Queen Elizabeth II – Climate protection: The dirty special rule for the Queen

Queen Elizabeth II - Climate protection: The dirty special rule for the Queen

For the energy transition in Scotland, property owners will have to cut back – this is provided for by a new Scottish law, the “Heat Energy Bill”. But there is one exception to the set of rules for a prominent landowner: Elizabeth II, Queen of England. Your lawyers are said to have taken care of a special rule in a covert advocacy, reports British newspaper “The Guardian”.

Scottish landowners may be forced to sell their land to make way for new summer pipelines. The technology should enable climate-friendly heating networks and thus lower greenhouse gas emissions. But Buckingham Palace lawyers are said to have insisted on exempting royal land ownership from the rule, according to the Guardian. in one The relevant amendment specifically mentions land owned by the queen..

In doing so, Buckingham Palace apparently took advantage of a controversial formality in Scottish law – a royal consent clause known as the “queen’s consent”. According to this rule, the lawyers of the royal family must be informed whether any new laws may affect the powers or private interests of the monarch. Actually a formality – which, according to critics, is often used by the royal family to influence the law in their own interests. Spicy talk: According to the Guardian, Members of Parliament were not informed about the interference of royal lawyers.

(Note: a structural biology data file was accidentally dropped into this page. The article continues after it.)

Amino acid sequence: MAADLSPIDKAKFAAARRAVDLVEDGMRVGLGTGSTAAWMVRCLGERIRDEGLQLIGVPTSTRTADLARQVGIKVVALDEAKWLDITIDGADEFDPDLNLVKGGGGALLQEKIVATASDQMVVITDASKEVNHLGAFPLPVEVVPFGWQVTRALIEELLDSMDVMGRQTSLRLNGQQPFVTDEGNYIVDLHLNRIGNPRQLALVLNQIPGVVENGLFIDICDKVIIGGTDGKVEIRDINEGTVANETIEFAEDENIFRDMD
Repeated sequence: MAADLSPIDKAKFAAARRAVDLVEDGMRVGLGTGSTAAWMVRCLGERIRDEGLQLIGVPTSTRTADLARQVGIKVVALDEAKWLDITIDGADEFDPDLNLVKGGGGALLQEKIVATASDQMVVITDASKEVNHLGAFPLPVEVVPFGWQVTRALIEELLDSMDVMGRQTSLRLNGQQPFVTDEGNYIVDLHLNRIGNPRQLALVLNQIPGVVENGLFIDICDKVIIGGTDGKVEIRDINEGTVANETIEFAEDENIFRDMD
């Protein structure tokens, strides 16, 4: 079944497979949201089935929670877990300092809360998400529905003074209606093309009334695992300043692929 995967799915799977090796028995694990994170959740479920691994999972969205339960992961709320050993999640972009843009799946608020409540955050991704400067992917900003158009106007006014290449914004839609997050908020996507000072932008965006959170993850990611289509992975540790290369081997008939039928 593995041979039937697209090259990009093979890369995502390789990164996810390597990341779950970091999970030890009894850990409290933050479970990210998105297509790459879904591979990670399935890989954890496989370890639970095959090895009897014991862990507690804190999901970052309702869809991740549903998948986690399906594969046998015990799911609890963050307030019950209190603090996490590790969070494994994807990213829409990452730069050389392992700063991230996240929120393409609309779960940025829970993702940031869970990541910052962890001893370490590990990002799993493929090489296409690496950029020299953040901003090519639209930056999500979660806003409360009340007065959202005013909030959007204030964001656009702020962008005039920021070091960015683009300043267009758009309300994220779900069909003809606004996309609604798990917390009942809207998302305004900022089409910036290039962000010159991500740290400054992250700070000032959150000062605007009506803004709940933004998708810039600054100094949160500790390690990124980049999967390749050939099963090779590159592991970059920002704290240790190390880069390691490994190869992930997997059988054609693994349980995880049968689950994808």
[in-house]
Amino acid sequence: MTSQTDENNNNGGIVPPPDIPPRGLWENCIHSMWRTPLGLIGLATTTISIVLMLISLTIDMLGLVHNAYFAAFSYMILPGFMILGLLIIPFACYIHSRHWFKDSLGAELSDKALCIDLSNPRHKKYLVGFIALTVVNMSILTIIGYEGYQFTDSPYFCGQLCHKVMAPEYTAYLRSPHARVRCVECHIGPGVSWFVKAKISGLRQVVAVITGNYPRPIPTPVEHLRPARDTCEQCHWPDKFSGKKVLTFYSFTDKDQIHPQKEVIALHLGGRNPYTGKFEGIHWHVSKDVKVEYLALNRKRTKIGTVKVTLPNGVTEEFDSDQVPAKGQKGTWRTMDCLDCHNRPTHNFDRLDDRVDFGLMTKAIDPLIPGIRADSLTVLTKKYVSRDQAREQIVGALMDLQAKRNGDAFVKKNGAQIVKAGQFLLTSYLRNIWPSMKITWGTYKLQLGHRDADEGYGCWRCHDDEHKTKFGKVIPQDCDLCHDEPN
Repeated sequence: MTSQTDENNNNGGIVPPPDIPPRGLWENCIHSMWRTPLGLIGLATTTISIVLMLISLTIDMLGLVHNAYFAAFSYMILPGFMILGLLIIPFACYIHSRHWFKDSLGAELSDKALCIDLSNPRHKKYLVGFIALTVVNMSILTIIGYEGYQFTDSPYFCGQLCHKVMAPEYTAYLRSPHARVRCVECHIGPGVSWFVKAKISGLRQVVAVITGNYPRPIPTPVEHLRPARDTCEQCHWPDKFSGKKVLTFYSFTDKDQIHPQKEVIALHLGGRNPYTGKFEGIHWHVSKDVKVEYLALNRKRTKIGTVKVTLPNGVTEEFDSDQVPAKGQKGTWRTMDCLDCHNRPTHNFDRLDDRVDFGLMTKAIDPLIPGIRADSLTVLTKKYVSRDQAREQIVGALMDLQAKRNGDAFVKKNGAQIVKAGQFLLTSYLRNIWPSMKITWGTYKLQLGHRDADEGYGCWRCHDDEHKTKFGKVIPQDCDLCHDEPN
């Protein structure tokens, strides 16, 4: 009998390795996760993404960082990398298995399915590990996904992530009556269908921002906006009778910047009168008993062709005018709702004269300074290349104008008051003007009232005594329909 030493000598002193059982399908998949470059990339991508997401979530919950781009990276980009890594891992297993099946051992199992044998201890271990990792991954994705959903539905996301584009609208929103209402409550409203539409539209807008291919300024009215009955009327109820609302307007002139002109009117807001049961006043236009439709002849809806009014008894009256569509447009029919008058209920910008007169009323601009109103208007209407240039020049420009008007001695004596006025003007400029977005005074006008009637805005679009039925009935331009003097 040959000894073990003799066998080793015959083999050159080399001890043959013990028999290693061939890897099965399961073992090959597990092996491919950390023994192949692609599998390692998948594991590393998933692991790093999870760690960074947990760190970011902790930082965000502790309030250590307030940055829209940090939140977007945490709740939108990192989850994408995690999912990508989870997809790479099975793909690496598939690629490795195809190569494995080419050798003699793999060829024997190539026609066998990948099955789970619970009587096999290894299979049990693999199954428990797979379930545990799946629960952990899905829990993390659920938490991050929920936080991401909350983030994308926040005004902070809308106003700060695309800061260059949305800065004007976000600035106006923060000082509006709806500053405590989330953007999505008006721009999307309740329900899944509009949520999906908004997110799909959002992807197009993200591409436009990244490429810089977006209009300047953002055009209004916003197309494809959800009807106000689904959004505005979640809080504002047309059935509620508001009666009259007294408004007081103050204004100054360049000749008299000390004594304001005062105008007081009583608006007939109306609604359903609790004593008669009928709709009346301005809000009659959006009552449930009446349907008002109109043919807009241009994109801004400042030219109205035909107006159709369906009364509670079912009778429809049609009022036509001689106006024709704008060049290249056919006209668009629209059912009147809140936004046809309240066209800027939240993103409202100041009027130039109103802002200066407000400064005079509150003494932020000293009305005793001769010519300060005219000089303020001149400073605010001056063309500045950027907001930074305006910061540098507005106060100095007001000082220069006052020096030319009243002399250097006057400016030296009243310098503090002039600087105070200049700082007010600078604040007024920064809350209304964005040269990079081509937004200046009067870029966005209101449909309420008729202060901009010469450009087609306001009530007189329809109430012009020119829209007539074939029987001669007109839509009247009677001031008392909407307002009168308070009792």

Member of Parliament Andy Whitman thought about the exemption during a legislative debate in February. The statement made by Paul Wheelhouse, the Scottish Energy Minister at the time, was that it was necessary to achieve “smooth adoption”. According to the Guardian, Wheelhouse should not have disclosed that Buckingham Palace lawyers had insisted on an exception. MP Wightman is “shocked” by the royal intervention: “It should have been said in the debate,” the Guardian quoted him as saying. Over the past few months, the newspaper had reported several times how the British royal family influenced the legislative process.

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The Royal Family rejects the notion that the law has been changed in favor of the Queen: “The Royal Family may be consulted on laws to ensure technical correctness and consistency in the application of laws to the Crown,” the Guardian said. Quote the President. “This procedure does not change the nature of such legislation.”

The royal family is one of the largest landowners in the United Kingdom – a historic holdover that pays off: by leasing the crown’s lands, the monarchs have improved their coffers over the centuries.


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